The rise and impending fall of storage area networks

When storage area networking (SAN) was first introduced it solved the storage problems of its time and became a foundational piece of IT infrastructure architecture.

It’s had its place in storage for a long time and has driven major innovations in storage. But, in the new age of software-defined data centres and modern storage architecture, has SAN had its day?

Before jumping ahead to the future, or extinction of storage area networking (SAN), it is important to look at its history and see how it has shaped the modern IT landscape, and where storage is going from here.

The rise of SAN

Storage needs were outpacing the capacity of individual disks and the limited disk slots available in servers, but adding more disks to a single server led to available storage capacity being trapped within each server.

If Server A needed more storage and Server B had a surplus, the only way to redistribute was to physically remove a disk from Server B and add it to Server A.

This was not always easy and usually meant over-provisioning storage and inflating budgets.

SAN solved this issue by making a pool of storage available to servers across a network.

>See also: Designing for unanticipated storage requirements

Allowing LUNs to be created and assigned, more or less at will, to servers across the network, which eased many pains associated with disk arrays.

The network was fibre channel in the beginning, ethernet LAN speeds were not quite quick enough for disk I/O, and although it was expensive, it still revolutionised the way storage was planned in data centres.

NAS

Alongside SAN, there was network attached storage (NAS), which had even more flexibility, but lacked full storage protocol capabilities.

Still, the popularity of NAS rose as a file sharing solution alongside SAN because it was less expensive and used ethernet.

iSCSI

Next came iSCSI, which originally debuted before its time, but allowed SAN to be used over standard ethernet connections.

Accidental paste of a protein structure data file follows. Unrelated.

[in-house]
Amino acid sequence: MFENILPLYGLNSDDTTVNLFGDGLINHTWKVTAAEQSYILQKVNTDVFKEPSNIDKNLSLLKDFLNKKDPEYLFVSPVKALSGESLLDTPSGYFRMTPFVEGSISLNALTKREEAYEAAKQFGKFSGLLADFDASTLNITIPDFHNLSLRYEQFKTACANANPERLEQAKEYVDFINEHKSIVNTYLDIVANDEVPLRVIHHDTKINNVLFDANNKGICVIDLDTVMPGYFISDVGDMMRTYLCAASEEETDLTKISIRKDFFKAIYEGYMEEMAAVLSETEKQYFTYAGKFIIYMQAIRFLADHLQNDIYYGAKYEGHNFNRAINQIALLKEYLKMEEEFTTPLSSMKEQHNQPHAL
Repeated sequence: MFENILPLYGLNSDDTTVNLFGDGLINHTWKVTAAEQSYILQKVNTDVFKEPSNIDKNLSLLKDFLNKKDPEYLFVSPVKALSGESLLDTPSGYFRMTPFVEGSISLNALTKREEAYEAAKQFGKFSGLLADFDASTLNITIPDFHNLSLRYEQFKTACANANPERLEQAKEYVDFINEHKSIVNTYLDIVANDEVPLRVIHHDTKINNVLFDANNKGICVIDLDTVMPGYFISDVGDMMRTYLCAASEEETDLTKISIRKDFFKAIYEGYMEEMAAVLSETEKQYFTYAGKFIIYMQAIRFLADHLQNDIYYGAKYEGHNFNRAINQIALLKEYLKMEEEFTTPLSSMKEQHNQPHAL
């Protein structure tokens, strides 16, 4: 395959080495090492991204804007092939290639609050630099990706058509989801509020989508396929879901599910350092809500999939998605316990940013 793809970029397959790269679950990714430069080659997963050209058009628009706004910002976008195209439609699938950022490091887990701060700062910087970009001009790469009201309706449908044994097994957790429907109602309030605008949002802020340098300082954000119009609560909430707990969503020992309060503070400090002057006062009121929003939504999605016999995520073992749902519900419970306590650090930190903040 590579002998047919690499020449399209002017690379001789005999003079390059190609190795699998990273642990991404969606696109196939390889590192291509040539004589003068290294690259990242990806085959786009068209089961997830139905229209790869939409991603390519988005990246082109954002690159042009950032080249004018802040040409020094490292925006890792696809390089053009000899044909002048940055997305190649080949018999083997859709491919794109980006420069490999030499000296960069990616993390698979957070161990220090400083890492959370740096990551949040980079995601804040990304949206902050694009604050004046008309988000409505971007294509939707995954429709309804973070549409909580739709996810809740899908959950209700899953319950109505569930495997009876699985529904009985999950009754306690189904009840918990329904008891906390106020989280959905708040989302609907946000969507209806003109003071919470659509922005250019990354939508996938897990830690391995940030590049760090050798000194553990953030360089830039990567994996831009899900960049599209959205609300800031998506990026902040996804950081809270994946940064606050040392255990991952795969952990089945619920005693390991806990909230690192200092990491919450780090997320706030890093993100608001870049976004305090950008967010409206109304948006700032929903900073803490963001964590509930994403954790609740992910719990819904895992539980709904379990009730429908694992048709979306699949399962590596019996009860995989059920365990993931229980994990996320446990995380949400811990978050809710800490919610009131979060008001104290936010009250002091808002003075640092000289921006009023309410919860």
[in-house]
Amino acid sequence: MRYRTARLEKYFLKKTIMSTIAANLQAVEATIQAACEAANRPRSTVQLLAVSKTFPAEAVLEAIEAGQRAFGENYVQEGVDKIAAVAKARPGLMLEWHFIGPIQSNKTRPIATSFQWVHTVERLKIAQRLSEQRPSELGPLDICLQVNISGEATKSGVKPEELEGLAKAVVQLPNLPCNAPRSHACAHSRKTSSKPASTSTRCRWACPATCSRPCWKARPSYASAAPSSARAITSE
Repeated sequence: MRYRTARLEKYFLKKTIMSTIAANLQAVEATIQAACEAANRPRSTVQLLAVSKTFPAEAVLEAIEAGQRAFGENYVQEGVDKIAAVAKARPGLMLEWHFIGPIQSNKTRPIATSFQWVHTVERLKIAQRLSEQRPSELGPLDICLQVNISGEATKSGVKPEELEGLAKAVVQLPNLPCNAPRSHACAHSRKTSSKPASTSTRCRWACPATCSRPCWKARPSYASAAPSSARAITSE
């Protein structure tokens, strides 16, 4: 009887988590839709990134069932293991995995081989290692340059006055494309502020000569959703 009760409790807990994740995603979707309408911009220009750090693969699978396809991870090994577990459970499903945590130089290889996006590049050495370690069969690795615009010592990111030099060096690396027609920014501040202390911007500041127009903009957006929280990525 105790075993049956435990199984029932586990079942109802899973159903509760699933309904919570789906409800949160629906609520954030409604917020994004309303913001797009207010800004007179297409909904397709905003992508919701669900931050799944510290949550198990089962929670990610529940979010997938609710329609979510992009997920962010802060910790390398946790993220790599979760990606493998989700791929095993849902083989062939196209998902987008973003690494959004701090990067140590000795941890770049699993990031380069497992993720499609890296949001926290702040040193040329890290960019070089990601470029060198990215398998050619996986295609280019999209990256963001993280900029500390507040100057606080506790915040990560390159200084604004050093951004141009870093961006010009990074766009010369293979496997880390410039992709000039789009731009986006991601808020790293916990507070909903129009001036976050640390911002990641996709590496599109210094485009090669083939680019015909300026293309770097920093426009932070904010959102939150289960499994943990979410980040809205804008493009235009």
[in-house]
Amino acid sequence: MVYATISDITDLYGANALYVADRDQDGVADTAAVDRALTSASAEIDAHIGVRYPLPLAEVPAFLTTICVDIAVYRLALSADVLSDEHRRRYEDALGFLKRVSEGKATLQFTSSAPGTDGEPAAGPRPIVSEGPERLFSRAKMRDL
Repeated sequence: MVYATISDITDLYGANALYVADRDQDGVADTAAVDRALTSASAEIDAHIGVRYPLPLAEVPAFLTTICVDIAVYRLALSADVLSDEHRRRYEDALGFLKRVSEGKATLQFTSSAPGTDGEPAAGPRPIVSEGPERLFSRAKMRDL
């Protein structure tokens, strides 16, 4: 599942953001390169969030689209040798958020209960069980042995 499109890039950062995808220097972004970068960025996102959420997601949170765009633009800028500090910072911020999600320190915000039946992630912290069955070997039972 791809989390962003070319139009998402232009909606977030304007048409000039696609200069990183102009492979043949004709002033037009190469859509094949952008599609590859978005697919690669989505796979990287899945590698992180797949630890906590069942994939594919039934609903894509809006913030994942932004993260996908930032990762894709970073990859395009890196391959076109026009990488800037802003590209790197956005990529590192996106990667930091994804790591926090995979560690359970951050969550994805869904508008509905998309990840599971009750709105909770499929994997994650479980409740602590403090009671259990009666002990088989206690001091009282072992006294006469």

Unfortunately, it took ethernet networks a while to become fast enough for iSCSI to take off, but eventually it started to replace fibre channel networks for SAN as 1 gigabyte (Gb) and 10Gb networks became accessible. With iSCSi, SAN became even more accessible to all IT shops.

The next hurdle for SAN technology was self-inflicted.

The problem was that now an administrator might be managing 2 or more SANs on top of NAS and server-side direct attached storage (DAS).

These different components did not necessarily play well together. Many SAN and NAS vendors used proprietary protocols and management tools and it was once again a burden on IT.

Virtualisation changed everything

Along came virtualisation and with it virtual SAN technology. Virtual SAN technology initially grew from outside SAN, not within, because SAN was big business and virtual SAN technology threatened traditional SAN.

However, as server virtualisation became more commonplace, virtualising storage was a must.

Outside of SAN vendors, software solutions were seeing the possibility with iSCSI protocols to place a layer of virtualisation over SAN, NAS, and DAS and create a single, virtual pool of storage.

This was a huge step forward in accessibility of storage, but it again came at a cost, IT shops had to purchase virtual SAN technology on top of the existing SAN infrastructure.

>See also: Public cloud spending to double by 2017 as storage market transforms

Additionally, efficiency took another hit because at least one, or in some cases multiple, layers of I/O management and protocols were added to what already existed.

When SAN was integrated into server virtualisation, it was primarily done with virtual storage appliances (VSA), virtual servers running the virtual SAN software on top of the underlying SAN architecture.

With at least one of these VSAs per virtual host, the virtual SAN architecture was consuming a lot of compute resources in the virtual infrastructure.

So, with high resource drain, the virtual SAN was struggling.

If it hadn’t been for faster CPUs with more cores, cheaper RAM, and flash storage, virtual SANs would have been a non-starter based on I/O efficiency.

What is next for SAN?

SAN was once a brilliant solution to a real problem, and had a good run of innovation and enabled the early stages of server virtualisation.

However now, advances in software-defined storage provide the same types of storage pooling as virtual SAN, but without all of the layers of protocol and I/O management that make it so inefficient.

>See also: Why the future of storage is software-defined

Equally, hyper converged infrastructure is eliminating the need to worry about storage and SAN all together.

With all the disparate layers of an environment – servers, virtualisation, storage and management tool – collapsed into one, there is no SAN to buy or manage.

Despite its decades of success, it appears that the storage technology of the future is not SAN.

In fact, with the rise of hyper convergence and cloud technologies, SAN is probably seeing its sunset on the horizon.

 

Sourced by Ian Smith, EMEA technical manager at Scale Computing

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Nick Ismail

Nick Ismail is the editor for Information Age. He has a particular interest in smart technologies, AI and cyber security.

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